Better Than Ezra burst onto the national rock scene in 1995 with the hit single, "Good." Formed while its members attended Louisiana State University in Baton Rouge in 1988, Better Than Ezra has been a rock staple for more than 20 years. The band rolls into Jackson May 14 for a show at Fire.
Founding members Kevin Griffin and Tom Drummond recently added drummer Michael Jerome. I spoke with Drummond on the phone about his life in music.
Do you think the way the record industry and technolgy have changed has affected the way musicians are looking at their craft?
Our first record was on cassette. I wish we'd had the tools then that we do now. This was really before the Internet was around. Well, it was around, but nobody was using it the way we use it now. It was before Facebook and MySpace and that social-networking aspect. Now if you really want to work it, you can go out there and work it from your little laptop, which is much different than the way we did it, which was to get in the van and go to a city six or seven hours away, and play for pizza and some beer, and then head on to the next one. I don't know that it's necessarily easier now, but it's definitely different. Maybe what they're after is a little bit different than what we were after. You can sell a lot fewer records now and be hugely popular.
How have those shifts affected you?
We've sold more than 2 million records. We know what it's like to sell records. We also know the expectation isn't there now for people to sell that many records anymore. It's just about multiple impressions, whether it's on TV or film or radio. When we first started, it wasn't cool to have your song in a commercial. Now, it's like the objective.
Is the objective still to be signed with a huge label?
No, but there's some appeal to that. Now don't get me wrong, a major label can make you. They're still doing that. There are just fewer major labels and fewer prominent artists on those labels. There are other ways to go about it now. You can sell far fewer records on your own label and make as much or more money than if you were on a major label.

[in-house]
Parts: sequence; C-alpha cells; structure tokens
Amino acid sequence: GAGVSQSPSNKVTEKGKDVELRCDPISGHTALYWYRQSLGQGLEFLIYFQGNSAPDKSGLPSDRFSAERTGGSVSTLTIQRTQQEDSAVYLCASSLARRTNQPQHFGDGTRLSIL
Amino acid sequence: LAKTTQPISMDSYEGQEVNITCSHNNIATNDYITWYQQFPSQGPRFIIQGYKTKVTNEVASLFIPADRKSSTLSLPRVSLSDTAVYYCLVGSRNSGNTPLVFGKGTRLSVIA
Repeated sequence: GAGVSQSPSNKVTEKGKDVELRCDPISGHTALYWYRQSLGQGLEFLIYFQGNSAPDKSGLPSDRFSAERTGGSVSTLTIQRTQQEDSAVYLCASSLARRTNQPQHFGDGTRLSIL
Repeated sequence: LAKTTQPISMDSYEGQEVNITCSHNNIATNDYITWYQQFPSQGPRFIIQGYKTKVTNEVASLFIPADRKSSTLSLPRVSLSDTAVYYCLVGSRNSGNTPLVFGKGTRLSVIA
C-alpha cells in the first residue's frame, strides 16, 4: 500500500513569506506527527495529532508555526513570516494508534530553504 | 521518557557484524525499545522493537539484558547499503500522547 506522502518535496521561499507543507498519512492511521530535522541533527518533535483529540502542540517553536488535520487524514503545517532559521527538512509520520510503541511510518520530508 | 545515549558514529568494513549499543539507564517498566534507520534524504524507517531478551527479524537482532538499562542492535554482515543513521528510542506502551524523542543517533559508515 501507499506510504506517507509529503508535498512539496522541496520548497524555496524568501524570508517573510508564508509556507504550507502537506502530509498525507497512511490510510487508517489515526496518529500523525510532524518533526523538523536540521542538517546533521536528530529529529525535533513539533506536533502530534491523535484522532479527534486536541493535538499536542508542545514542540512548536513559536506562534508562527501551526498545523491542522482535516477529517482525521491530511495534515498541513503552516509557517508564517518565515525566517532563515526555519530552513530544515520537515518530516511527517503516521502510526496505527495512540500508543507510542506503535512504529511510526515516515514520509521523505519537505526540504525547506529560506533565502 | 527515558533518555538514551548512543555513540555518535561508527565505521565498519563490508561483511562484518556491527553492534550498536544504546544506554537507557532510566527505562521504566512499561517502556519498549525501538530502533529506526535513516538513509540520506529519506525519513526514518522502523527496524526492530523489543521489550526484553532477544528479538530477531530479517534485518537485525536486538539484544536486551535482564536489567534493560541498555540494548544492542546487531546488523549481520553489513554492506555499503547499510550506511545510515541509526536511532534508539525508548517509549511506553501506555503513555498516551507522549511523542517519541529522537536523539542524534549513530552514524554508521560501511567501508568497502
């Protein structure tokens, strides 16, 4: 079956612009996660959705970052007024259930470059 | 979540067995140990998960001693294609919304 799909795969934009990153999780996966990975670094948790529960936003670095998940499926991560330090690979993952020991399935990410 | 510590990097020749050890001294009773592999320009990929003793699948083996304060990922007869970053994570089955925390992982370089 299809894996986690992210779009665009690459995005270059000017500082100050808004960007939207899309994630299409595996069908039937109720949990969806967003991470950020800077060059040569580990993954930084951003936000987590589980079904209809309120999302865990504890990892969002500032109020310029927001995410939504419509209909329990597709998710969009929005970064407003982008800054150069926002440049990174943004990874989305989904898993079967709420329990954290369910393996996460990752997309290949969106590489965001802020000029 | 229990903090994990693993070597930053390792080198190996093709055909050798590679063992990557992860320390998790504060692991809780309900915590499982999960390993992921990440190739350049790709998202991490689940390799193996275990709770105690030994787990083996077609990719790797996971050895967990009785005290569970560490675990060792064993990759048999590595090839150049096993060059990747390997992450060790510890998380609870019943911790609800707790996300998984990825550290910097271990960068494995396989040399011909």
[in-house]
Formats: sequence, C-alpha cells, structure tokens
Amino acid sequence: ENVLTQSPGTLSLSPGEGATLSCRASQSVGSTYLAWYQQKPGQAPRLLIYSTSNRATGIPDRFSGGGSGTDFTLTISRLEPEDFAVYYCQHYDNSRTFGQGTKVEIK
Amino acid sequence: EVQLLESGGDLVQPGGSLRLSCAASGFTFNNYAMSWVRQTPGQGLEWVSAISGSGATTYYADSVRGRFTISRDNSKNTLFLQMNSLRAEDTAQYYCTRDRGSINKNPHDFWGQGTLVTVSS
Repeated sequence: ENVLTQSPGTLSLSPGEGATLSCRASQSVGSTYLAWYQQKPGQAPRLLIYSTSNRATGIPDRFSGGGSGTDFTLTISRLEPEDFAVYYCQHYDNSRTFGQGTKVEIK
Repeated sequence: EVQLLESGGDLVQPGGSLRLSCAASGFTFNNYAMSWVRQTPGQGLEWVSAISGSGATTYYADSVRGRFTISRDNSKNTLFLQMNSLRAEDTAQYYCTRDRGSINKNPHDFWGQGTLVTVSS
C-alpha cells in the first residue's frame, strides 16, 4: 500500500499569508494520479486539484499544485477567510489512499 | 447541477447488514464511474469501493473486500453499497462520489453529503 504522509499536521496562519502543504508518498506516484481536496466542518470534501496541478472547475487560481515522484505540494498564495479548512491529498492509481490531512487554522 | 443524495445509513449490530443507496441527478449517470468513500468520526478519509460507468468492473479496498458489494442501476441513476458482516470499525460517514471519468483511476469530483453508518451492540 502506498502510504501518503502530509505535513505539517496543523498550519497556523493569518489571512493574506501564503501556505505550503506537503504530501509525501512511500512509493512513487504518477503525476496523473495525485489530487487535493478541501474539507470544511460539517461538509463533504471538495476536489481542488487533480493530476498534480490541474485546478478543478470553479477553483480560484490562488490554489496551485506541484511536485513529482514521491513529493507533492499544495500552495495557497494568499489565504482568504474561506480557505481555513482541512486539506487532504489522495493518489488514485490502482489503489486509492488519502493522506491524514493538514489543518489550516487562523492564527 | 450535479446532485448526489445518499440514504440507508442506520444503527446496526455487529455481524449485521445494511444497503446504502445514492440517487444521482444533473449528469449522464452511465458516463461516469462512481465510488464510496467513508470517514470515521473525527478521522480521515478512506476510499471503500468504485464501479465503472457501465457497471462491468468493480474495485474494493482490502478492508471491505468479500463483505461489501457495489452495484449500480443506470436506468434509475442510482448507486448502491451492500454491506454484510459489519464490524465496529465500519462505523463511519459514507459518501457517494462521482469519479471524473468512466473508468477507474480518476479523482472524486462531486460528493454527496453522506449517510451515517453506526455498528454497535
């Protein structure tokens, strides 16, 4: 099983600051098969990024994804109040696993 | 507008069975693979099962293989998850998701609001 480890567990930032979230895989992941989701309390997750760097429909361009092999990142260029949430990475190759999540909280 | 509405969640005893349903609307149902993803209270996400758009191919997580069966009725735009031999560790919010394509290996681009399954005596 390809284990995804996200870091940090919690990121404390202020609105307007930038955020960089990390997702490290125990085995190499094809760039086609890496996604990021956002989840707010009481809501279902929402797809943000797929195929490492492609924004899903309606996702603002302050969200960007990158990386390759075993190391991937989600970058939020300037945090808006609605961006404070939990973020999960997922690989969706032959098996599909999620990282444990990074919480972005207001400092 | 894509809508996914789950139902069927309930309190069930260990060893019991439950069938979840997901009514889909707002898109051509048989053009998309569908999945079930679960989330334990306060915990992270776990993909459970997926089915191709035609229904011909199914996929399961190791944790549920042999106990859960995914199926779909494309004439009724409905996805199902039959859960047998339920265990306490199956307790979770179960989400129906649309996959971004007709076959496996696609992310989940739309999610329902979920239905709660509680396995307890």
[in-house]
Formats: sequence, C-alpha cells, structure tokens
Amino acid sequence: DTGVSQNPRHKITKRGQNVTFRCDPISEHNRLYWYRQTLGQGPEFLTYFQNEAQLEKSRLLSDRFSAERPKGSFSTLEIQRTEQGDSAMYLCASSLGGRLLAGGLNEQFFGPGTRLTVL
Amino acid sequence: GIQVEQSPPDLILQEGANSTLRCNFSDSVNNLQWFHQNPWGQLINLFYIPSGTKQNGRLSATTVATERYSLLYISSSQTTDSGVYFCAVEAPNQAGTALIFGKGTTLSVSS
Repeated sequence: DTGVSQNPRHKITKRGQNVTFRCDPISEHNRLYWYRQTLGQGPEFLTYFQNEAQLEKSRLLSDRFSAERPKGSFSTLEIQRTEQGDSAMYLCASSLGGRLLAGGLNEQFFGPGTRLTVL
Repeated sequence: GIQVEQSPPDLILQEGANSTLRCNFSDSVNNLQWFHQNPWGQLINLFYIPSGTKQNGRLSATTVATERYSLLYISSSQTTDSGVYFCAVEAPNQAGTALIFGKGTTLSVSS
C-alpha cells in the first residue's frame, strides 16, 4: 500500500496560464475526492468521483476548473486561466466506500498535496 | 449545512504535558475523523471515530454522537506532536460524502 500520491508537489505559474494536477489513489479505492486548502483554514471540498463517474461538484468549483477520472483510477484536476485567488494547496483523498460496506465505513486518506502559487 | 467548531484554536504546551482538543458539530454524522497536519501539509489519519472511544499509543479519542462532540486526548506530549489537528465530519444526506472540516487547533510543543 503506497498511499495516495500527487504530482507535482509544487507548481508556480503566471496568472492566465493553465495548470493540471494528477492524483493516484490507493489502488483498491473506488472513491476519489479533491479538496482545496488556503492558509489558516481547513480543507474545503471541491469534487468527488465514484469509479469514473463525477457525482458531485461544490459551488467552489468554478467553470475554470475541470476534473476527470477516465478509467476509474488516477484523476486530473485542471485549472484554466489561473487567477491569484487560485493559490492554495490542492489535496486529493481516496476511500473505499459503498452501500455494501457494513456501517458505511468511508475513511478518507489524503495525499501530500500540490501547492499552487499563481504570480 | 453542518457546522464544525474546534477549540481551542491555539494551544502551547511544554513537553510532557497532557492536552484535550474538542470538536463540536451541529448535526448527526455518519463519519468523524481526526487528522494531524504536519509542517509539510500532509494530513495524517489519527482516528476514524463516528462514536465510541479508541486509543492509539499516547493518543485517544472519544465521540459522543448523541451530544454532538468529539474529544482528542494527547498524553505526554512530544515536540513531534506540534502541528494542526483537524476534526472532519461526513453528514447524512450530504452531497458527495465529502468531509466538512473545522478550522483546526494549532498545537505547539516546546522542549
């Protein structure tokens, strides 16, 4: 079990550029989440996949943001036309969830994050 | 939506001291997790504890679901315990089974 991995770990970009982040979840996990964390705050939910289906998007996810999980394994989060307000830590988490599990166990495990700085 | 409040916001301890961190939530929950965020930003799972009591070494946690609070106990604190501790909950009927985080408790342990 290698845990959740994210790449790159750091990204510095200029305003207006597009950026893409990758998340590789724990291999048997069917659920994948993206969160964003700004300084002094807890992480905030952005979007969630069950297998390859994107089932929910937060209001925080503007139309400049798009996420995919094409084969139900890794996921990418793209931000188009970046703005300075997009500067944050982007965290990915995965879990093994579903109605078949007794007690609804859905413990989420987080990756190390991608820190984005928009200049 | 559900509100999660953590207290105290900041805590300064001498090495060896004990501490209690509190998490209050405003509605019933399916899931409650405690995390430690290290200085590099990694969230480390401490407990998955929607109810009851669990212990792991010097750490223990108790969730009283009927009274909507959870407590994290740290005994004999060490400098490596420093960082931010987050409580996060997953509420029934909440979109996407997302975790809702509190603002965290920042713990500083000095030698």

Better Than Ezra heads to Jackson soon (May 14) and will be doing Jazz Fest the weekend before ...
I was thinking about this. Jackson, really, has been one of the markets we've been playing since the beginning. We've played so many places there. W.C. Don's, Hal & Mal's, The Depot, The Midnight Sun. We've done Jubilee!JAM when it was around. We played a lot of shows in Jackson over the years. We have a lot of fun in Mississippi. When we first started, it was a short enough drive for us to play Jackson or maybe Ole Miss or Mississippi State. We're very familiar with I-55.
As a whole, Jackson has been a place that musicians skip over on their way from New Orleans to Memphis. Why do you think people skip Jackson?
Typically, if that's what you're seeing, then it's a venue issue. The right venue is not in town. It's not that the people aren't there to support it; just for whatever reason, the facility is not up to par. One of the reasons we've played so many venues (in Jackson) is because they keep changing. Some of the venues are there, and the next time we come around they aren't there anymore. Where's the consistency?
Tell us about the Better Than Ezra Foundation to help New Orleans and southern Louisiana.
Essentially, we've always done some charitable sorts of things. Prior to Katrina, we used to do a golf tournament, and proceeds went to the National (Multiple Sclerosis) Society. Post-Katrina, we felt that we needed (to help) the Gulf Coast recover and focused on that. We've raised a lot of money over the years—over a million dollars. We do all sorts of things: We've helped the Audubon Zoo, and we built a playground at Bethune Elementary School in the Holly Grove District of New Orleans that needed one. They didn't have a playground for their young kids. We've helped the fire department. We try to spread it around. The next event will be in early September where we'll do a concert and a silent auction.
Are you getting back in the studio?
We keep saying we are going to. Kevin and I are both so busy. We have to say "we are going to take this month off and work on a record." He's really busy writing songs for the likes of James Blunt and Carrie Underwood, and I am literally producing every day. I have more work right now than I can handle in New Orleans because I own Fudge Recording Studios. Free time? There is no free time right now. At some point we will get it together, and yes, we will have a new album.